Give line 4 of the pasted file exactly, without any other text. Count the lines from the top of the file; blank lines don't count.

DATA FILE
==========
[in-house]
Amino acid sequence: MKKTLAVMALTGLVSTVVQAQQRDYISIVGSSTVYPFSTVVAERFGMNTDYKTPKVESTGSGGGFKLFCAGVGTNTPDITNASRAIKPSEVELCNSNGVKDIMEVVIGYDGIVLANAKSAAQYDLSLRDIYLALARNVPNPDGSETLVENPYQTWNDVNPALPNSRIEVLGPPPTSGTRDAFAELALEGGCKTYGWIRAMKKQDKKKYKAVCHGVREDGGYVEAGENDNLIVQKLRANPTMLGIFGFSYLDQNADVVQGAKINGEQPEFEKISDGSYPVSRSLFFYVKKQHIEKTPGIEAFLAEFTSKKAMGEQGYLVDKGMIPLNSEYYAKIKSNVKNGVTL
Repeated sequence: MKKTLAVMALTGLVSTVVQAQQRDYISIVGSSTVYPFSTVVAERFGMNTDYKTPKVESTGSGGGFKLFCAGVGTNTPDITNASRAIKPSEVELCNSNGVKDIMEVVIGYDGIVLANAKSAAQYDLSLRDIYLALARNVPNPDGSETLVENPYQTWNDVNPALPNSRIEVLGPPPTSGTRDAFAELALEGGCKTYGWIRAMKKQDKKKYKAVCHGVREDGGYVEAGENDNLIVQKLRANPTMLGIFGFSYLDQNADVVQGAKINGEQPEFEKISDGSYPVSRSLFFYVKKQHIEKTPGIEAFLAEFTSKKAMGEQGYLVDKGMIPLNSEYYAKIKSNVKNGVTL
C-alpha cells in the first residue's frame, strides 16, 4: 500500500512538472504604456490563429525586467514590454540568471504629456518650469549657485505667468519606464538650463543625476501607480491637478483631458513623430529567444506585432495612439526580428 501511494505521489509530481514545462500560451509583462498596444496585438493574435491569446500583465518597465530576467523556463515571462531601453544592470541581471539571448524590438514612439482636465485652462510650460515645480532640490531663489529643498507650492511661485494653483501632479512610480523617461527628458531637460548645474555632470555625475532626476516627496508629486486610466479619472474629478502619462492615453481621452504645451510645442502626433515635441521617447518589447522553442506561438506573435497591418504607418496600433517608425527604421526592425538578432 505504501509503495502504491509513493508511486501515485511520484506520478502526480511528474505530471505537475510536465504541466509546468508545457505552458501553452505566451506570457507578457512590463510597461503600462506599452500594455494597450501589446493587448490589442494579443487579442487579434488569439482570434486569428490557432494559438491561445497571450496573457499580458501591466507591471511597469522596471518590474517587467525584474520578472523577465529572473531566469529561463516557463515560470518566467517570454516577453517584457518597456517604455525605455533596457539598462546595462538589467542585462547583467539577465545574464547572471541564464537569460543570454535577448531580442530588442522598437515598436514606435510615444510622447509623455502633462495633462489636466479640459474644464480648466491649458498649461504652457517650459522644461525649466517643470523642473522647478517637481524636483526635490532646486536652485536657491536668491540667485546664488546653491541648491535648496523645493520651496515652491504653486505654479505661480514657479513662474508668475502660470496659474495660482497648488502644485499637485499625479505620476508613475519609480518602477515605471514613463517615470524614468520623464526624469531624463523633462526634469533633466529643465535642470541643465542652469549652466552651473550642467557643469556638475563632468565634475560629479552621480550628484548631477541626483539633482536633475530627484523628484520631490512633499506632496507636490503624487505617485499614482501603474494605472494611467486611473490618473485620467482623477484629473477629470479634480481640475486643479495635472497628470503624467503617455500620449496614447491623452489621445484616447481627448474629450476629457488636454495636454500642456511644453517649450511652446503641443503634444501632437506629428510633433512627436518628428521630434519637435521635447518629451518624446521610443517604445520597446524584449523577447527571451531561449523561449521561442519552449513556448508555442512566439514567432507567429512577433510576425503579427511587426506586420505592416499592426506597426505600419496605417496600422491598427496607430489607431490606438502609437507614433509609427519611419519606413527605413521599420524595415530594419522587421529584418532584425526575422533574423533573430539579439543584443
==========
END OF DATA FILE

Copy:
C-alpha cells in the first residue's frame, strides 16, 4: 500500500512538472504604456490563429525586467514590454540568471504629456518650469549657485505667468519606464538650463543625476501607480491637478483631458513623430529567444506585432495612439526580428 501511494505521489509530481514545462500560451509583462498596444496585438493574435491569446500583465518597465530576467523556463515571462531601453544592470541581471539571448524590438514612439482636465485652462510650460515645480532640490531663489529643498507650492511661485494653483501632479512610480523617461527628458531637460548645474555632470555625475532626476516627496508629486486610466479619472474629478502619462492615453481621452504645451510645442502626433515635441521617447518589447522553442506561438506573435497591418504607418496600433517608425527604421526592425538578432 505504501509503495502504491509513493508511486501515485511520484506520478502526480511528474505530471505537475510536465504541466509546468508545457505552458501553452505566451506570457507578457512590463510597461503600462506599452500594455494597450501589446493587448490589442494579443487579442487579434488569439482570434486569428490557432494559438491561445497571450496573457499580458501591466507591471511597469522596471518590474517587467525584474520578472523577465529572473531566469529561463516557463515560470518566467517570454516577453517584457518597456517604455525605455533596457539598462546595462538589467542585462547583467539577465545574464547572471541564464537569460543570454535577448531580442530588442522598437515598436514606435510615444510622447509623455502633462495633462489636466479640459474644464480648466491649458498649461504652457517650459522644461525649466517643470523642473522647478517637481524636483526635490532646486536652485536657491536668491540667485546664488546653491541648491535648496523645493520651496515652491504653486505654479505661480514657479513662474508668475502660470496659474495660482497648488502644485499637485499625479505620476508613475519609480518602477515605471514613463517615470524614468520623464526624469531624463523633462526634469533633466529643465535642470541643465542652469549652466552651473550642467557643469556638475563632468565634475560629479552621480550628484548631477541626483539633482536633475530627484523628484520631490512633499506632496507636490503624487505617485499614482501603474494605472494611467486611473490618473485620467482623477484629473477629470479634480481640475486643479495635472497628470503624467503617455500620449496614447491623452489621445484616447481627448474629450476629457488636454495636454500642456511644453517649450511652446503641443503634444501632437506629428510633433512627436518628428521630434519637435521635447518629451518624446521610443517604445520597446524584449523577447527571451531561449523561449521561442519552449513556448508555442512566439514567432507567429512577433510576425503579427511587426506586420505592416499592426506597426505600419496605417496600422491598427496607430489607431490606438502609437507614433509609427519611419519606413527605413521599420524595415530594419522587421529584418532584425526575422533574423533573430539579439543584443